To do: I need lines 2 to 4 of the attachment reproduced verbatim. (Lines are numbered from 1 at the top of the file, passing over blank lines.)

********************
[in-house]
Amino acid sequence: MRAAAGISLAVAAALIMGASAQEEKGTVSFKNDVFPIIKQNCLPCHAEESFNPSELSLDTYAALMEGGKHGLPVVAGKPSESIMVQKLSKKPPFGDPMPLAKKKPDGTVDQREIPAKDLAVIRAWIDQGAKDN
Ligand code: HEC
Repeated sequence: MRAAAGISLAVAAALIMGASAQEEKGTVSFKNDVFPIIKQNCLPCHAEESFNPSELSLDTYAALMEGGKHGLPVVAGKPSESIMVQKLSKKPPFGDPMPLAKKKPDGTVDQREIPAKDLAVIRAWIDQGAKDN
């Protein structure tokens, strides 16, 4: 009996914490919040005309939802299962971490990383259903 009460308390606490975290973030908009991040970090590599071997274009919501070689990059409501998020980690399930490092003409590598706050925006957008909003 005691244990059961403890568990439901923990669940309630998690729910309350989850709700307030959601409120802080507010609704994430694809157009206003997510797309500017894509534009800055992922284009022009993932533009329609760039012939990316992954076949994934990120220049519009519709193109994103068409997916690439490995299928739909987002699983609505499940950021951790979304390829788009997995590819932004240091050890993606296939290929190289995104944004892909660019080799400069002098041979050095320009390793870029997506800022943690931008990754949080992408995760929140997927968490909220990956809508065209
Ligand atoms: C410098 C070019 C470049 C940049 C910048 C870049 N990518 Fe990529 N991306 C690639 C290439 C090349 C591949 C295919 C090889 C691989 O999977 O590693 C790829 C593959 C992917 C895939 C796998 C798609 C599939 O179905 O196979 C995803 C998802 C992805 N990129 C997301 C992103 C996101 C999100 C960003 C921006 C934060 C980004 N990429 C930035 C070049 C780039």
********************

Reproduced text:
Amino acid sequence: MRAAAGISLAVAAALIMGASAQEEKGTVSFKNDVFPIIKQNCLPCHAEESFNPSELSLDTYAALMEGGKHGLPVVAGKPSESIMVQKLSKKPPFGDPMPLAKKKPDGTVDQREIPAKDLAVIRAWIDQGAKDN
Ligand code: HEC
Repeated sequence: MRAAAGISLAVAAALIMGASAQEEKGTVSFKNDVFPIIKQNCLPCHAEESFNPSELSLDTYAALMEGGKHGLPVVAGKPSESIMVQKLSKKPPFGDPMPLAKKKPDGTVDQREIPAKDLAVIRAWIDQGAKDN